Skip to main content


Showing posts from July, 2017

Conductive Design: 10 Objects Transformed Into Touch Pads & Circuits via WebUrbanist

Imagine being able to draw out circuits, sew them into clothing, apply to the exterior of common items in your home. Very cool technology and both methods and applications are growing quickly. — Douglas Conductive paint, ink and thread can be drawn, woven or even tattooed into objects like denim jackets, carpeting and leather iPad cases to make them into electrical circuits, adding a new layer of functionality as well as cool-looking graphic patterns. Draw circuits in any shape, create smart objects that interact with apps, and answer your phone while biking by swiping your finger across your sleeve. These 10 projects – some of which are available commercially – show how far conductive designs have come in less than four years. Read Conductive Design: 10 Objects Transformed Into Touch Pads & Circuits via WebUrbanist * A portion of each sale from directly supports our blogs ** Many of these books may be available from your local library. Check it out! An inter

How to Make Your Sensors Smarter via Hackster’s Blog

Quite an amazing idea. This article details using a series of common sensors, like microphones, accelerometers, light sensors and more, combine their data streams and sense a wide variety of home activities instead of building sensors into each, individual device. —Douglas To fulfill the real promise of the Internet of Things there needs to be computing and sensing in each and every object in your home. In your office. In your neighborhood. But not only would that be impractical, and expensive, it would be intrusive, and awkward. So what if, instead of deploying thousands of sensors in a room, you could deploy just a single sensor that could indirectly monitor the whole room? Read How to Make Your Sensors Smarter via Hackster’s Blog - Medium An interesting link found among my daily reading

E-Paper IoT Door Sign PCB via Tindie Blog

I have a number of paper projects floating around in my head, but they always seemed a bit too difficult to put together. This post and video help clarify the issues in a number of ways. — Douglas E-Paper, E Ink, or one of the several other ways to compose/capitalize this class of device is likely best-known in Amazon’s Kindle and other eBook readers. And why not? This technology is easy on the eyes, and only uses power when it changes what is displayed.   It’s such a neat concept that one would think it would be used in more projects. It does, however, have a few drawbacks like the fact that it generally doesn’t come in color, and doesn’t refresh fast enough for any sort of acceptable animation. The other important drawback from a DIY perspective is that they are relatively difficult to control. As seen in this writeup, you can’t simply tell one pixel to be a certain shade of gray and expect it to work without some serious fiddling. Read Tindie Blog | E-Paper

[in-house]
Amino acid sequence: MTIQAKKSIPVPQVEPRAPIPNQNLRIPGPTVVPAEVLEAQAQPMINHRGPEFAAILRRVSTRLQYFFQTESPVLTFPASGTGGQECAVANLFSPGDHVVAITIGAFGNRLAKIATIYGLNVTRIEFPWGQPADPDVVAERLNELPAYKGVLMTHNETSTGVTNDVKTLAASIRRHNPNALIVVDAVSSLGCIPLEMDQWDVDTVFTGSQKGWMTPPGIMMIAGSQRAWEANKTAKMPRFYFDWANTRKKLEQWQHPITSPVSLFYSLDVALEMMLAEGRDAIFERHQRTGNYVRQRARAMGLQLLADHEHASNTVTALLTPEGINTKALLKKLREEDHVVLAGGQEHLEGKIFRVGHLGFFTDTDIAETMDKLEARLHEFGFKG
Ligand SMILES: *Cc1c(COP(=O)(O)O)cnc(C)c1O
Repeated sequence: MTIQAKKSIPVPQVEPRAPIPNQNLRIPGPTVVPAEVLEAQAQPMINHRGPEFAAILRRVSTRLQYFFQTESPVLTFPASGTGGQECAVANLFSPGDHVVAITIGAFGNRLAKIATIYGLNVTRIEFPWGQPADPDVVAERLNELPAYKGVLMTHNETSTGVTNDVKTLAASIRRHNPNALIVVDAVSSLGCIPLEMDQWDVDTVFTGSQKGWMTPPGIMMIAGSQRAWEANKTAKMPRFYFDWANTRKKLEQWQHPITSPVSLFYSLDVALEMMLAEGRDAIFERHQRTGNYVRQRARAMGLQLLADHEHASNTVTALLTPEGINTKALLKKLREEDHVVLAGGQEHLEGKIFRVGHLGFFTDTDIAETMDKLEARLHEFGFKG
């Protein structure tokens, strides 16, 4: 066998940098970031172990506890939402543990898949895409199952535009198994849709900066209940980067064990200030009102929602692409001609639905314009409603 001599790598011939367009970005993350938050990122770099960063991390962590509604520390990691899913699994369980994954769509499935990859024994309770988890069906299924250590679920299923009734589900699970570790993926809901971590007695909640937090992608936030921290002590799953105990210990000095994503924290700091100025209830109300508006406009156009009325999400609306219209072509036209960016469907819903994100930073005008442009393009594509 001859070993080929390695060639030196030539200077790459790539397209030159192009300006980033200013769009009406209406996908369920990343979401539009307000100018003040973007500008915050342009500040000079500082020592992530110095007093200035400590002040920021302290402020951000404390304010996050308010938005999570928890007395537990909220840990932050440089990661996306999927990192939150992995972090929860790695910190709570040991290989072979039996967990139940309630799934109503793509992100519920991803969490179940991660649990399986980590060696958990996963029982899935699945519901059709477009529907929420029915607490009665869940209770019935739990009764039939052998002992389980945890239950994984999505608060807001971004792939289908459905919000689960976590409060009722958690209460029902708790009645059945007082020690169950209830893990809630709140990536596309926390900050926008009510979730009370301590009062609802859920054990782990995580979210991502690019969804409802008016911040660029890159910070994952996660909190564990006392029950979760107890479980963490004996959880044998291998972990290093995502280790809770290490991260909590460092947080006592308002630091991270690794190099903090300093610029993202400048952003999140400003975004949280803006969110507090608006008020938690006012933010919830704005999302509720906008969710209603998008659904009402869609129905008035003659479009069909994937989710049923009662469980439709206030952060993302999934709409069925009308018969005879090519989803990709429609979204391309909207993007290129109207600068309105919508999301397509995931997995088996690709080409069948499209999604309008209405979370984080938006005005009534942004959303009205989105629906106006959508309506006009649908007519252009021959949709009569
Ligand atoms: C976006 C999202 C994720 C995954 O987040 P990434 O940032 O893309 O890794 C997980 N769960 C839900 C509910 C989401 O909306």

John Park’s Remote Effects Trigger Box via Adafruit on YouTube

A complicated, but extremely powerful, project that allows you to control almost anything, almost anywhere without using Bluetooth or Wifi. -- Douglas Build this powerful RF Feather-based controller to wirelessly trigger props, lights, effects, and more! Using 900Mhz (or 425Mhz) RF for long-range,  encrypted communications between the transmitter and the receivers, this general purpose controller will make your wireless triggering wishes come true! Plus, you get to use a rotary encoder knob to scroll menu sets, and punch in your commands on the lighted 4x4 Trellis keypad. Build your own from the Learning Guide tutorial here Read John Park’s Remote Effects Trigger Box @adafruit @johnedgarpark #adafruit via YouTube An interesting link found among my daily reading